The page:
A friend of mine says, “I always thought grace meant you could do stuff.” As in, “It was hard to make it through, but God gave me grace.”
Cheap grace, on the other hand, means you can’t do stuff, but that it’s okay. It also means God can’t do stuff. It means that God can’t really change people, but He pretends that He has, and we call it grace because we don’t want to hurt His feelings.
That’s cheap grace. There is also such a thing as expensive grace, deluxe grace, top-of-the-line grace. That when you sin, you can be forgiven, and that when you are forgiven, you will no longer be guilty. That there is a difference between the life of a Christian and the life of a non-Christian.
Expensive grace means you can call someone a sinner without condemning them. Because if it’s sin, something can be done about it. If it’s just the way they are… ooh, that’s hard to change.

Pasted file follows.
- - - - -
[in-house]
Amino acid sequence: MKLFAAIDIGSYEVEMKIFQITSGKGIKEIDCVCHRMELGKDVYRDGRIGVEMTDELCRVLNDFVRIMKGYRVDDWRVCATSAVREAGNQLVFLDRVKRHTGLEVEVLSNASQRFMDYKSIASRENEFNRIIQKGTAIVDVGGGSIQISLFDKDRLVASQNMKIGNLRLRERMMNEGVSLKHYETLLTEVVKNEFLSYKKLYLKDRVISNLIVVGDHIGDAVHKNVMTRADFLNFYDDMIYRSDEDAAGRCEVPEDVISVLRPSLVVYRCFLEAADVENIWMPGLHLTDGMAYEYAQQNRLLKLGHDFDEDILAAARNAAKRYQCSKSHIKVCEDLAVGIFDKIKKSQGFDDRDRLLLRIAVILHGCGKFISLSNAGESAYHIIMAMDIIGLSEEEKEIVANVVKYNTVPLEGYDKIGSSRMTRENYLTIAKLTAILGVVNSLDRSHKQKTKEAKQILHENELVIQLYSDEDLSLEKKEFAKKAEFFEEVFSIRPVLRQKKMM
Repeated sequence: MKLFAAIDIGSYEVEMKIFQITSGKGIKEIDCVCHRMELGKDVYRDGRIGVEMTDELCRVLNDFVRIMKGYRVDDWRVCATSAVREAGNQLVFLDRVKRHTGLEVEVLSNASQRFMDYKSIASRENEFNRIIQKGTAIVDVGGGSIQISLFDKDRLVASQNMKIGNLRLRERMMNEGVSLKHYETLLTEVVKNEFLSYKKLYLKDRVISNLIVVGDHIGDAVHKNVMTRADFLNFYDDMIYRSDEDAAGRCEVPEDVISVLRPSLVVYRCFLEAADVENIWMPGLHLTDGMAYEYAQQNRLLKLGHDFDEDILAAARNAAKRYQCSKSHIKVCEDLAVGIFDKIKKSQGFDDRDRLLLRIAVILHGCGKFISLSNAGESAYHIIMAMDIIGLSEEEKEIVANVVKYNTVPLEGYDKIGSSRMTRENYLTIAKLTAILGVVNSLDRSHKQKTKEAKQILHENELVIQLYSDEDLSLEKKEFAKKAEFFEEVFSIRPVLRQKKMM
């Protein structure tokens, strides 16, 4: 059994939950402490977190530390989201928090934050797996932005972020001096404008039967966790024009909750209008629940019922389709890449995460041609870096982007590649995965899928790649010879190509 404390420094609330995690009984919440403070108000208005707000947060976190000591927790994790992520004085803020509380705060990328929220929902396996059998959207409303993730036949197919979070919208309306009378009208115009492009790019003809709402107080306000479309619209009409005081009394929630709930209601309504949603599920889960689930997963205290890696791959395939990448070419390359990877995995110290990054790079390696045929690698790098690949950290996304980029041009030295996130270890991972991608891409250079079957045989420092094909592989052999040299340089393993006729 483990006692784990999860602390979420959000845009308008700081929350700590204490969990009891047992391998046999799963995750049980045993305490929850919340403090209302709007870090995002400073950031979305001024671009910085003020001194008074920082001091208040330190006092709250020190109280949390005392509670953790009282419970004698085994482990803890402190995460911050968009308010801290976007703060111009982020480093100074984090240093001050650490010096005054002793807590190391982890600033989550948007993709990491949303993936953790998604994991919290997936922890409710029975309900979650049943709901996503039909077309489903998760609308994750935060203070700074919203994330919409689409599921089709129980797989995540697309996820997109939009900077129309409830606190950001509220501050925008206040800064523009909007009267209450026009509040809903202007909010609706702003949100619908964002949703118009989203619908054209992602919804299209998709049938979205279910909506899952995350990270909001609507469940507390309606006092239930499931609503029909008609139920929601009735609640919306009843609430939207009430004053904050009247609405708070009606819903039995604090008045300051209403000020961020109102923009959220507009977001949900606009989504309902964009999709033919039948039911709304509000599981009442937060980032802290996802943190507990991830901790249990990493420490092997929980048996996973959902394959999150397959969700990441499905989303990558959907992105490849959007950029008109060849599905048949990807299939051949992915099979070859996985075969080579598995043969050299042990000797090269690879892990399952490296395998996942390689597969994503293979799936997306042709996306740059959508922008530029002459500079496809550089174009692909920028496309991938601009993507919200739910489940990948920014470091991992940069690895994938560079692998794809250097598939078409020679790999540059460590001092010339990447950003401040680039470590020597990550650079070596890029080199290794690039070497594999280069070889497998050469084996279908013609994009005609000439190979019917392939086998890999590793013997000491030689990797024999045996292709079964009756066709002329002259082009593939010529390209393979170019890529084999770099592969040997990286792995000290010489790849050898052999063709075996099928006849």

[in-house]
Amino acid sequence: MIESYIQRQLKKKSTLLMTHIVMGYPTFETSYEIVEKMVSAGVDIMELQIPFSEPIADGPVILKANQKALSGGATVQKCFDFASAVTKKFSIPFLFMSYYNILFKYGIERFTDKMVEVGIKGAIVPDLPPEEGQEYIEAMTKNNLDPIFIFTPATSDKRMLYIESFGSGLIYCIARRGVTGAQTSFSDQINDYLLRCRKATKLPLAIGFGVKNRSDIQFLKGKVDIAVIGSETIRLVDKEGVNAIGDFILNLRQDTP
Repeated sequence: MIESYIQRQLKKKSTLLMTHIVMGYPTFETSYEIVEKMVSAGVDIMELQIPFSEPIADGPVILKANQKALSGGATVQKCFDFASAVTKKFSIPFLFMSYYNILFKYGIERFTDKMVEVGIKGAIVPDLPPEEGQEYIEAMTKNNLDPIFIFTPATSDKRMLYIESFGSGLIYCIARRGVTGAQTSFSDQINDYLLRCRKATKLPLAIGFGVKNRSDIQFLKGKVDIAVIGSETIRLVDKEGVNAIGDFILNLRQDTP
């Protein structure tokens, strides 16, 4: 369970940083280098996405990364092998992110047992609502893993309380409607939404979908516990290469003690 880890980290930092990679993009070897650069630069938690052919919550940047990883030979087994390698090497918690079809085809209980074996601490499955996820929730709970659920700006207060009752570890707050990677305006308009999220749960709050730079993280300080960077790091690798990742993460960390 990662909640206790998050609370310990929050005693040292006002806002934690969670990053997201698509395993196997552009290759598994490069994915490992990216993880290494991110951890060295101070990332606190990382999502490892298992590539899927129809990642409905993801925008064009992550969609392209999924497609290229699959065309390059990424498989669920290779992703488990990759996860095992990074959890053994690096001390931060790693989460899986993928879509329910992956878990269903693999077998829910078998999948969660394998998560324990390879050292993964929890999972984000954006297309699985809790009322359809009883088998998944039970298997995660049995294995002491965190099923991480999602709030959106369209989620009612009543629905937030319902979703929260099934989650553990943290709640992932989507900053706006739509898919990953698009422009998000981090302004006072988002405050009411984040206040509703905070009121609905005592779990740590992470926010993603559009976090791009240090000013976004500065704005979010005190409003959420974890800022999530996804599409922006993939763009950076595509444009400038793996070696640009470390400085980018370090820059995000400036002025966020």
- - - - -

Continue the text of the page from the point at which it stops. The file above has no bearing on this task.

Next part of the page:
So, is there such a thing as expensive grace? Or should you spend your Sunday mornings fishing?
2 thoughts on “Expensive grace”
Interesting thought. I have been thinking about this, especially after a series of my posts of late about God’s grace and mercy, and about the way we ought to treat sin and sinners. Grace is God’s gift to us in spite of the fact that we don’t deserve it. Whether that grace is cheap or expensive, I suppose, is how we respond to, and appropriate it. Thought-provoking indeed!
I’ve become so dissatisfied with cheap and powerless grace which has the ability to pardon and no more.
Surely God’s grace actually has the power to transform us also? To forgive our sin and empower us to fight Sin?